And that might be the goal of Facebook video. To combine the vividness of TV with the efficiency of reading.”
Here is the one area Facebook really needs to get their act together…offering analytics for video inside their branded pages. If you can combine the opportunity for exploration of rich video via auto play along with an analytics package for communicators/marketers/digital strategist, their will be big play with big brands.
The Final Challenge:
As content marketers…are we pushing too much stuff from our branded pages onto Facebook? We are seeing a shift in demographics, shift in privacy, shift in closeness of this community, and a shift in the Facebook algorithms. Are people wanting less or more rich content? Or do they want rich content from people and brands they trust?
Have you noticed the new five star Facebook rating system? It popped up on one of GHS’s Facebook pages this week (GHS Life Center’s Page).
It looks like Facebook just released this new system and they are testing it out on certain pages. TechCrunch reported this new deal on November 7, 2013:
“Using a star system for place and page ratings isn’t entirely new; Facebook has been collecting star ratings from users on the desktop and via local search for quite a while now, and also seeking star ratings on content and apps via Timeline. What is new is making this information explicitly displayed on the social network itself, in a prominent place on a business or place Page.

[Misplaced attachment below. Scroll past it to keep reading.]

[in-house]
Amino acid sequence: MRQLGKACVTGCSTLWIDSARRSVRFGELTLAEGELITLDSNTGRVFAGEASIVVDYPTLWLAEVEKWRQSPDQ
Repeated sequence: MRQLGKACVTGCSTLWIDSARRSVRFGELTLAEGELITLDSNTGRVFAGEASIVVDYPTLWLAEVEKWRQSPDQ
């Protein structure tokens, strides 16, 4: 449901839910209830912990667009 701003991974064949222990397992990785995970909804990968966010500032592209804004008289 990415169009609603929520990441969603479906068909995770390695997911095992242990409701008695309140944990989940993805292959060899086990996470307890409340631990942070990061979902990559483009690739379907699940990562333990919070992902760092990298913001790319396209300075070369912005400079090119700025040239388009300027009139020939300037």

This shift, if it moves from the testing phase to general adoption, has a couple major implications for Facebook users. First, for general members, it provides an increased degree of sentiment information surrounding places and content that goes well beyond the simple off/on attribute of the Like. “
For businesses, it’s not clear yet whether displaying this rating will be optional or mandatory, but if Facebook is making a play to compete with the Yelps, Foursquares and Angie’s Lists of the world when it comes to local discovery and service recommendations, it would make sense that they are required by default. That could mean a considerable shift in how businesses use FB, with more emphasis placed on customer service versus just maintaining a presence on the network. Likes are easy, after all, but getting users to fill up that star bar will require a lot more effort and interaction.”